Politics, Information Technology, and Genomics

How fast?

In a recent post, I spoke about the data format that will be used by the NCBI Short Read Archive (SRA), but storing the data is only part of the problem. You also need to get the data to the SRA. At the 1000 Genomes Steering Committee meeting last month, we got some idea of the number of massively parallel sequencers currently in use at the large sequencing centers around the world. There are about... Full Post

When stars align

If you are at all familiar with the massively parallel sequencing platforms, you know that the raw data, the images, look a lot like star field pictures. Once you process all these images, you get DNA sequences, called "reads". For these technologies, the reads are typically short, 30 to 50 bases, which presents difficulties when trying to align these reads back to a reference genome. For one, the shorter the sequence, the less unique it... Full Post

Bridging the gap

It is not everyday that you get to hear a Nobel laureate or the former director of the NIH speak. It is even less frequent that you get to hear someone who was both. For me, yesterday was such a day. Harold Varmus, MD, Nobel laureate, former director of NIH, and current president of Memorial Sloan-Kettering Cancer Center, gave The Julia Hudson Freund Memorial Lecture here at Washington University School of Medicine. His talk was... Full Post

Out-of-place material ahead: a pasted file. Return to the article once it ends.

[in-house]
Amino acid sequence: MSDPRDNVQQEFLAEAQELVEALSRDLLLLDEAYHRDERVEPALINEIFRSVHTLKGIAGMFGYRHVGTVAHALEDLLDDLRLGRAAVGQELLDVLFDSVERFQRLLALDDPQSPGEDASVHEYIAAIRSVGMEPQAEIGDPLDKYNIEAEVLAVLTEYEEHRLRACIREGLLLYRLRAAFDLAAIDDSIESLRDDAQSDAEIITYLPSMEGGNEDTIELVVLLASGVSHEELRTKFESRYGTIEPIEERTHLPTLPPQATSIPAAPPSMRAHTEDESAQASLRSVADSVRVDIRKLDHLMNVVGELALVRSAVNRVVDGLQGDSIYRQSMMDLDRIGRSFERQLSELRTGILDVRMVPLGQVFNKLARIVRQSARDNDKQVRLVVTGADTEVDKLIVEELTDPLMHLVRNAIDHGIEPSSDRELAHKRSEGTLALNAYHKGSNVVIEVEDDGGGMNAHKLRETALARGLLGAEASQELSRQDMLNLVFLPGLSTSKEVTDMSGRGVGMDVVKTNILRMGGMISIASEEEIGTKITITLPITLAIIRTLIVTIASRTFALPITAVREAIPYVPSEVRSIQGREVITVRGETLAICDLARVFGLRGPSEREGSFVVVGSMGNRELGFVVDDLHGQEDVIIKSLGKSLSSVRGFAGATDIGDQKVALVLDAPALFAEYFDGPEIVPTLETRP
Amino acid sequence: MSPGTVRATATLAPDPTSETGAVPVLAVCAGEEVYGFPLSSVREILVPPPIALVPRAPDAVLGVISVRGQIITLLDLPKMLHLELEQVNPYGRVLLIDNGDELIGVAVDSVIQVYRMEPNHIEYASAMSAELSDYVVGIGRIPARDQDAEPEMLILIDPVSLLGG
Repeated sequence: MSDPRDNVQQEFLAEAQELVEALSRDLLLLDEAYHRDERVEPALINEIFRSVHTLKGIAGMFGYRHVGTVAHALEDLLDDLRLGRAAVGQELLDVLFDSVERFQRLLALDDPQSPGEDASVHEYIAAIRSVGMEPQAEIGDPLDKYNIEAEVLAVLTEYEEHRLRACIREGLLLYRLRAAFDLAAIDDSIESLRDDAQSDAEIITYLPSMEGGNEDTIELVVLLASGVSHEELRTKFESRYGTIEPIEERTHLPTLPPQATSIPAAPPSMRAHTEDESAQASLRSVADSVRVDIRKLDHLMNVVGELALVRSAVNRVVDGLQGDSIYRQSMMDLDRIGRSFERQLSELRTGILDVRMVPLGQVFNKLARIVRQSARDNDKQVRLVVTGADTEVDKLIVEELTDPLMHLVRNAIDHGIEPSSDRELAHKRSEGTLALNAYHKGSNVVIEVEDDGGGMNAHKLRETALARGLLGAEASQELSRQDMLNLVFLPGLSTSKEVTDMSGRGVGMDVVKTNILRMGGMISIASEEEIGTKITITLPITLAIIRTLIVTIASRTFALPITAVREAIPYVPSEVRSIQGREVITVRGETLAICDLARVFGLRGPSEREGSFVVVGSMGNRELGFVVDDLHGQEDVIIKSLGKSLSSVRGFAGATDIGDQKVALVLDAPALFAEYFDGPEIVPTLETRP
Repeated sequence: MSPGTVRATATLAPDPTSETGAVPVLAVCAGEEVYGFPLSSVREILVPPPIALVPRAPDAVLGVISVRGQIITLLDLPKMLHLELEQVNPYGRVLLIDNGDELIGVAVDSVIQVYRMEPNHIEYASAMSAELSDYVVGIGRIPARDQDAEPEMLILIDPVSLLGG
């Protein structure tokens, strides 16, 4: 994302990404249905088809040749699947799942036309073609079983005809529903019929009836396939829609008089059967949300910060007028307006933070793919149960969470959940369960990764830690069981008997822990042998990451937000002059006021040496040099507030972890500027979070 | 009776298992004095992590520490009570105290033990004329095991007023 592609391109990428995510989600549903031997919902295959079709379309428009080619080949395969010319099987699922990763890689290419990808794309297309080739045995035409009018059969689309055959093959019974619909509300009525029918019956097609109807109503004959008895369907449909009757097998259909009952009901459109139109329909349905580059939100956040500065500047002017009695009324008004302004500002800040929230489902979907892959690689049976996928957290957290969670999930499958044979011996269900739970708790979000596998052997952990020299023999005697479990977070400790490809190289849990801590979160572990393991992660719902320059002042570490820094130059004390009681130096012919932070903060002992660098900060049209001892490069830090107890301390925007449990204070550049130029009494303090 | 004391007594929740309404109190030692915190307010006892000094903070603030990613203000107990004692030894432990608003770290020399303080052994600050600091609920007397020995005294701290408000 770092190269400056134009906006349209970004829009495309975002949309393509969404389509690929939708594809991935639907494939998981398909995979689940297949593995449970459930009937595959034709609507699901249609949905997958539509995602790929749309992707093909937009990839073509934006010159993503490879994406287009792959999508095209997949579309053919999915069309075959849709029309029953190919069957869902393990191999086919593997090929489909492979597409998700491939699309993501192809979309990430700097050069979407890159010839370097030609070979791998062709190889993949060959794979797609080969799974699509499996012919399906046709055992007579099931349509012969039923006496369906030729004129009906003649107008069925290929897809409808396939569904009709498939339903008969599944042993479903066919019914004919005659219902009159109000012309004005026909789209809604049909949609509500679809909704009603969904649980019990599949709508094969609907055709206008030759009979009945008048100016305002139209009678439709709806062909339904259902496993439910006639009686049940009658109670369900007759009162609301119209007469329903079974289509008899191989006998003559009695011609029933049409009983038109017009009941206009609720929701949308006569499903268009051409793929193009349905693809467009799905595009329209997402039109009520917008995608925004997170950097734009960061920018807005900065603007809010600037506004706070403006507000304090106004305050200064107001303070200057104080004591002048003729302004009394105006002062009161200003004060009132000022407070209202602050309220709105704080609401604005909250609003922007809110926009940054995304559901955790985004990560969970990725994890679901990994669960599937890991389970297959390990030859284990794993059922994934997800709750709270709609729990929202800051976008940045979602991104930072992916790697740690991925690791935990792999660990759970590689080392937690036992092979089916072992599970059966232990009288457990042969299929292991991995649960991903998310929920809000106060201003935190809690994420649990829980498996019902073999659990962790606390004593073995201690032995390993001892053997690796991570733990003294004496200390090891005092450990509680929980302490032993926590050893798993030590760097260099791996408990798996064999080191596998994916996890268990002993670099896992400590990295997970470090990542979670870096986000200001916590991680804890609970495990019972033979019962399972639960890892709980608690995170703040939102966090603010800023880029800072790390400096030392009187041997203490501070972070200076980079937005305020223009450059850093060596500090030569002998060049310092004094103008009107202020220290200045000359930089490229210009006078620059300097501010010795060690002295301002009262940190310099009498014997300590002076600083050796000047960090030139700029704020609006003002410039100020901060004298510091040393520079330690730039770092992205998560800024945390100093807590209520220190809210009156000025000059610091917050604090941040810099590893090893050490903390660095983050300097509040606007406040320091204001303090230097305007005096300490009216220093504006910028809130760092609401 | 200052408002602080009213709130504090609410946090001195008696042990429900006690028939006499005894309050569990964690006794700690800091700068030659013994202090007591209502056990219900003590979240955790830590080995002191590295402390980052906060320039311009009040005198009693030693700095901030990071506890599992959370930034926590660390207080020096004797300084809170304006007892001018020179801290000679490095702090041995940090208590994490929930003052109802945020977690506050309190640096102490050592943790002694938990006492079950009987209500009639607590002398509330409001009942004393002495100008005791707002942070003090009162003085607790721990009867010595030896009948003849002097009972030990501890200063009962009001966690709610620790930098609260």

454 XLR-HD

The next upgrade of the 454 FLX platform is called Titanium. The previous name gave a better indication of what the upgrade entails: XLR-HD which is short for eXtra Long Reads-High Density. The XLR is due to the run having twice the number of cycles so the average read length will increase from 250 to 400 bases (the average read length is not exactly double due to nucleotide flow order, mononucleotide runs, degraded signal as... Full Post

More candidate stances on technology issues

Similar to Ars Technica's list a couple weeks ago, PC Magazine is running a story about each presidential candidate's position on net neutrality, broadband availability, H-1B visas, intellectual property protection, and privacy. Full Post